The European Commission has been accused of adopting far-right rhetoric after announcing the creation of a new portfolio for “Protecting our European Way of Life”.
President-elect Ursula von der Leyen named Margaritis Schinas, a long-serving Commission official, for the controversially named role on Tuesday, which includes steering the European Union‘s policy on migration and security issues as well as upholding the rule-of-law across the bloc.
But critics poured scorn on von der Leyen’s move, saying it suggested that migrants were threatening European values.
“It’s a far-right slogan!” the European Trade Union said on Twitter. “And why … is migration in this portfolio? We need protection for our democracy, against climate change etc – not against migrants!”
Dutch Liberal member of the European Parliament Sophie in ‘t Veld criticised what she dubbed a “fake portfolio”, saying the very point about the European way of life is that individuals have the freedom to choose their own way of life.
“The implication that Europeans need to be protected from external cultures is grotesque and this narrative should be rejected,” she said in a statement.
Ska Keller, president of the Greens/EFA group in the European Parliament, said in a statement that putting migration and border protection under a portfolio on protecting the European way of life was “scary”.
“We hope President von der Leyen doesn’t see a contradiction between supporting refugees and European values,” she said.
British Member of the European Parliament (MEP) Claude Moraes of the main opposition Labour party, also slammed the proposal, calling it a “real problem” that could threaten the ratification of the new commission by parliament.
“I will raise it in my group tonight and a reminder that the European Parliament has to okay all of this. A portfolio with a title like this just cannot stand in my view,” he tweeted.
French MEP Damien Careme, from the Greens-European Free Alliance, condemned the job title as “an abomination.”
“It looks pretty but when one realises that it means he will (be) in charge of migration, integration and security, then it’s absolutely disgusting,” he wrote on Twitter.
Amnesty International also hit out at the portfolio name, accusing Brussels of “using the framing of the far right by linking migration with security”.
“This sends a worrying message,” said Amnesty’s Stefan Simanowitz.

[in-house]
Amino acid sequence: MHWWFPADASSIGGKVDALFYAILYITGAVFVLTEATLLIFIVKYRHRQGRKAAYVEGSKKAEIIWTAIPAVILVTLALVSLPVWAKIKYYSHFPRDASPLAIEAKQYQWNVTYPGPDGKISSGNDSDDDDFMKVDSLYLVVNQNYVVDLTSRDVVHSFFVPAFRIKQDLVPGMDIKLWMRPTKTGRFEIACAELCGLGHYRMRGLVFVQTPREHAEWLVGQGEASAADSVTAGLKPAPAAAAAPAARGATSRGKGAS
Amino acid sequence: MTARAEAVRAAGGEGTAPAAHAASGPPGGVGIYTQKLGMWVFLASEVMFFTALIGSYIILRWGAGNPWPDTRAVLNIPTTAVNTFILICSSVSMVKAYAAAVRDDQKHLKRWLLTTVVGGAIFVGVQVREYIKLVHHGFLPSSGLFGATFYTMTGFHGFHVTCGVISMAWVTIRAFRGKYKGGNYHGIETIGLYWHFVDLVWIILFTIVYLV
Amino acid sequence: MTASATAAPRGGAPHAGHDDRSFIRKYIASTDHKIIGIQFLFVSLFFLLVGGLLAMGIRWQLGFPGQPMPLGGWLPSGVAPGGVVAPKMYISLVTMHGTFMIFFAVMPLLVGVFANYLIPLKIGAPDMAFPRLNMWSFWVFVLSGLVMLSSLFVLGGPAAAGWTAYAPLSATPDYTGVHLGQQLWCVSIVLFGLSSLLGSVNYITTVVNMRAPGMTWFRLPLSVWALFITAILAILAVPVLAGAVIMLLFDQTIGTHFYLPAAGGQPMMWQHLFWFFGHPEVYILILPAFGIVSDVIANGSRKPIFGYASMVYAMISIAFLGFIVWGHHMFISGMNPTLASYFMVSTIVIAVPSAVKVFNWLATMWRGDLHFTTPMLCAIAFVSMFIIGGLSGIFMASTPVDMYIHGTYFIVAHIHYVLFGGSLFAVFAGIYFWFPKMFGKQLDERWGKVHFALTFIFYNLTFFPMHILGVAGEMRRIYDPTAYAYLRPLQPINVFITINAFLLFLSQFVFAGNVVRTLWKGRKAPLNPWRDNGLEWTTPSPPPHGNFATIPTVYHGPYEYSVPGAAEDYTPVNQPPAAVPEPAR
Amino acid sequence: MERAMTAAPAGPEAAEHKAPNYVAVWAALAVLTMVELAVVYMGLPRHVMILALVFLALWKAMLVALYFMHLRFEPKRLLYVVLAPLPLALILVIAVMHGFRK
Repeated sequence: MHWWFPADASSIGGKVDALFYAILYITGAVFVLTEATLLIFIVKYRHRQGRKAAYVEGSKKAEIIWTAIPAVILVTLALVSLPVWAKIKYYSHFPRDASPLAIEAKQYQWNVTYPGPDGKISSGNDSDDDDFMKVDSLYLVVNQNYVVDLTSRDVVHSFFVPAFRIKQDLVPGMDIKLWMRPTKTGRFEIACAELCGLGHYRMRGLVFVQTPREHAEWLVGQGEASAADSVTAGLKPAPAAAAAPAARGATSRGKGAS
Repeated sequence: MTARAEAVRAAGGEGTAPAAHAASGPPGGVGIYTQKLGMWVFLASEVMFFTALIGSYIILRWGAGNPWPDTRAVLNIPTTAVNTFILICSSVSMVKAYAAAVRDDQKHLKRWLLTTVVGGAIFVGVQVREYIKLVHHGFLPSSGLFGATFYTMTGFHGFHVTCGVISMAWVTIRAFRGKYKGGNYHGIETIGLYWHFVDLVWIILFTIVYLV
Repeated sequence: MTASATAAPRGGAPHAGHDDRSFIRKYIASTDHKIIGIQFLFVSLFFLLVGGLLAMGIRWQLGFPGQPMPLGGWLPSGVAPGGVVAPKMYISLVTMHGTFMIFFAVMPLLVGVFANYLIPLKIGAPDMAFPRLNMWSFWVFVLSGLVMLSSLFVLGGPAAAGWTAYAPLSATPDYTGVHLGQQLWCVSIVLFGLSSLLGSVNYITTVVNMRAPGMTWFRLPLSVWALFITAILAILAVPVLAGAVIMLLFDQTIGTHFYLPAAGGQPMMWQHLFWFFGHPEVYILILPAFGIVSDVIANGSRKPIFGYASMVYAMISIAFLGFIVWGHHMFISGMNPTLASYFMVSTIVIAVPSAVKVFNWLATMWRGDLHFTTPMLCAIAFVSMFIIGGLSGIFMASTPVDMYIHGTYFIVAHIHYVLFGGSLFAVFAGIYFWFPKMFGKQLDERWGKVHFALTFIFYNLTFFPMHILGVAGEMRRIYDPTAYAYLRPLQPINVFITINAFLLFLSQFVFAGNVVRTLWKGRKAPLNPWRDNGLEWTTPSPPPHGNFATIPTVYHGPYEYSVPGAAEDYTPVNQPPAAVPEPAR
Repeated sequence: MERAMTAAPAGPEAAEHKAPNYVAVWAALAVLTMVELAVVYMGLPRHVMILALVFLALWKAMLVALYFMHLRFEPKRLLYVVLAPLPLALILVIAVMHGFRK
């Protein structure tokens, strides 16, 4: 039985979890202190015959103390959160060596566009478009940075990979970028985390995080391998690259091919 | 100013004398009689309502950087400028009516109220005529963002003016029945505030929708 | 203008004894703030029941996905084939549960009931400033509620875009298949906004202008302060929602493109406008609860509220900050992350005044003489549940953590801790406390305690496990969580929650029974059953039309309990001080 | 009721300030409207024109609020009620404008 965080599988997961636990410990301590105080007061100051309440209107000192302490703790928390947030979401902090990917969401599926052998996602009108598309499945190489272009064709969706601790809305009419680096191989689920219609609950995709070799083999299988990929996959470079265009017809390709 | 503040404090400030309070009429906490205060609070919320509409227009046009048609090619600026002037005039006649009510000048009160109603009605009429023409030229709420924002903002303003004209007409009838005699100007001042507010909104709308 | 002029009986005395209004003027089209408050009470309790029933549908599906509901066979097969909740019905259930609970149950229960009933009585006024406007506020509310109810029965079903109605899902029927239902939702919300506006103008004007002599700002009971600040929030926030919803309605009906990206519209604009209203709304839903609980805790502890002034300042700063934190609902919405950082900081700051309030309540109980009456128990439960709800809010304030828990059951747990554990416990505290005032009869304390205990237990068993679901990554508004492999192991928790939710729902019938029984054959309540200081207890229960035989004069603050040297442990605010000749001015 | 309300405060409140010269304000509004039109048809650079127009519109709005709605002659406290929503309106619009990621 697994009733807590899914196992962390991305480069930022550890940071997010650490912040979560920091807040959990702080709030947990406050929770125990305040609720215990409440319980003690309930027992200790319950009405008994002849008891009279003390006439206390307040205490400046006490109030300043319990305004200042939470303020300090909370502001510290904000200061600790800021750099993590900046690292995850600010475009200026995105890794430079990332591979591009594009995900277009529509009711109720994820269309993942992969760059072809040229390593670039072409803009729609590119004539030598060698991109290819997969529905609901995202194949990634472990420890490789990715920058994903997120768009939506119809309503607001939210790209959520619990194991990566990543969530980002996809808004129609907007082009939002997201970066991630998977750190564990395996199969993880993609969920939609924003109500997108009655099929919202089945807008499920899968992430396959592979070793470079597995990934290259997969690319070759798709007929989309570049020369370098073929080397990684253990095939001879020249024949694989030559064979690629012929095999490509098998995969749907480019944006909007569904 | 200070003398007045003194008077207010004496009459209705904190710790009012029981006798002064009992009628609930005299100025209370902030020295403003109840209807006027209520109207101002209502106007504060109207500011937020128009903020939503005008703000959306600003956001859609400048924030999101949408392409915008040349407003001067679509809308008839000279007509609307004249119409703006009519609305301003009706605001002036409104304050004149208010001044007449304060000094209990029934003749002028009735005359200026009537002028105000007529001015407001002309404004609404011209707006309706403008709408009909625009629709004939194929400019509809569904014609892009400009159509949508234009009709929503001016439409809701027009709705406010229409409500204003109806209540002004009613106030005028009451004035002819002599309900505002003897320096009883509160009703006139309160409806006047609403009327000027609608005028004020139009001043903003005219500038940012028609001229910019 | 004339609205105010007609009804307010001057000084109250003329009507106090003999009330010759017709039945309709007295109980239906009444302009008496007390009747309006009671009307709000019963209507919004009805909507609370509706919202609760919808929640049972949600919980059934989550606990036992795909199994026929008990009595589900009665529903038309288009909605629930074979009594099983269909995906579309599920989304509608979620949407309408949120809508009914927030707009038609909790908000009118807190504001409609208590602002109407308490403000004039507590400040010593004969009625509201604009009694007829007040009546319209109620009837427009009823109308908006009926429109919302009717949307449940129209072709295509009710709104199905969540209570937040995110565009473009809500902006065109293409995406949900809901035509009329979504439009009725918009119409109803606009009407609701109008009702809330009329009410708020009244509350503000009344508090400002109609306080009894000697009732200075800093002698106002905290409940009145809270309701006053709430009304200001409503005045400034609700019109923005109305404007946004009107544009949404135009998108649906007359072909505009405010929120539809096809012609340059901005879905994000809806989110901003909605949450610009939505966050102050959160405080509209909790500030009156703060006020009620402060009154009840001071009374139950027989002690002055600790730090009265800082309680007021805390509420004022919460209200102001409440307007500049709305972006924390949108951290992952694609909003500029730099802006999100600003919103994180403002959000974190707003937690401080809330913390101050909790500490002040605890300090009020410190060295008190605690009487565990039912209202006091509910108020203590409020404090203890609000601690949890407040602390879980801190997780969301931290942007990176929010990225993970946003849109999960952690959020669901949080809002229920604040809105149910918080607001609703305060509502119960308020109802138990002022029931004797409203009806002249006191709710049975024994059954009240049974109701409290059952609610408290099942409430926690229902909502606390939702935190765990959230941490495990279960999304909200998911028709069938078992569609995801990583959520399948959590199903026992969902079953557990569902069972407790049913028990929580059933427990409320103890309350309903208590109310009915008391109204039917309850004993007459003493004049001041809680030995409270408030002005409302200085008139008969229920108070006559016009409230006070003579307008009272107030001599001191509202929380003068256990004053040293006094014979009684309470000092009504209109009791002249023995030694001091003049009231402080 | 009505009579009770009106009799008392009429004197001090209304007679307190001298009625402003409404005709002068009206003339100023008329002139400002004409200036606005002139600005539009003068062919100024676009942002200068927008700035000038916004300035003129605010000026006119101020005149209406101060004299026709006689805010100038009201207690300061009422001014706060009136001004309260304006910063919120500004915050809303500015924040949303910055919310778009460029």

Von der Leyen’s team of 27 commissioners, including Schinas, face a round of hearings at European Parliament at the end of the month with the cabinet as a whole requiring a ratification vote by MEPs.
The incoming Commission chief said the new cabinet was “as diverse as Europe is”, but observers noted that all of its members are white.
Von der Leyen hails from the right-of-centre European People’s Party (EPP), the parliament’s biggest group of which Hungary’s anti-migrant Fidesz party is also a powerful member.
The EPP has been under pressure in many European nations, losing electoral ground to far-right parties, such as Germany’s Alternative fur Deutschland (Alternative for Germany) or France’s Rassemblement National (National Rally).
In her mission letter to Schinas, a former Greek member of the European Parliament, von der Leyen underlined that “the European way of life is built around solidarity, peace of mind and security”.
“We must address and allay legitimate fears and concerns about the impact of irregular migration on our economy and society,” she wrote.
(2/3) However, it is scary to see a proposal for a portfolio on “Protecting the European way of life" which includes a #migration and border protection. We hope President @vonderleyen does not see a contradiction between supporting #refugees and European values.
— Ska Keller (@SkaKeller) September 10, 2019
A former German defence minister, von der Leyen defended the job title by explaining that it was part of her political guidelines published in July.
“Our European way of life is holding up our values. The beauty of the dignity of every single human being is one of the most precious values,” she told a news briefing.
A spokesman for von der Leyen added: “It would be helpful if people would also be interested in what’s in which portfolio and what projects are linked to a title.”